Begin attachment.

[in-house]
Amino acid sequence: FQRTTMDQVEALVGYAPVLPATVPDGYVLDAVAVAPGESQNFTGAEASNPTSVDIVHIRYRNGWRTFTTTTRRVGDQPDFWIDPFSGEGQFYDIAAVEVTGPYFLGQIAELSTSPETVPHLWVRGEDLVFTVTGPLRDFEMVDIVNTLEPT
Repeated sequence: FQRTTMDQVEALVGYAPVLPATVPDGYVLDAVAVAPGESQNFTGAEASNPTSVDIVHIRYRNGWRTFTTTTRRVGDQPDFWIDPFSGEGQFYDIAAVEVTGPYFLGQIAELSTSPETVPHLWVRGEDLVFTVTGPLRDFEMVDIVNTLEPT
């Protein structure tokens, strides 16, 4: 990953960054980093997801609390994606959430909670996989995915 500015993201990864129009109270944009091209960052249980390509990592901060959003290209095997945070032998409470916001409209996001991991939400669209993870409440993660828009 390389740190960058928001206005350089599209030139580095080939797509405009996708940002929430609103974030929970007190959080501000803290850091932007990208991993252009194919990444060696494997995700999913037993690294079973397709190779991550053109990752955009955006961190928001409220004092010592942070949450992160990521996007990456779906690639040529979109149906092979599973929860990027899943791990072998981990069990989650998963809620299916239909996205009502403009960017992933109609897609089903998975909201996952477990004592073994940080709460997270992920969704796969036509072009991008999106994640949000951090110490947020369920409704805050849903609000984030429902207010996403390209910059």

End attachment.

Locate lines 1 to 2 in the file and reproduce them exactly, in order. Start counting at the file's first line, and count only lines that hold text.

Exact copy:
[in-house]
Amino acid sequence: FQRTTMDQVEALVGYAPVLPATVPDGYVLDAVAVAPGESQNFTGAEASNPTSVDIVHIRYRNGWRTFTTTTRRVGDQPDFWIDPFSGEGQFYDIAAVEVTGPYFLGQIAELSTSPETVPHLWVRGEDLVFTVTGPLRDFEMVDIVNTLEPT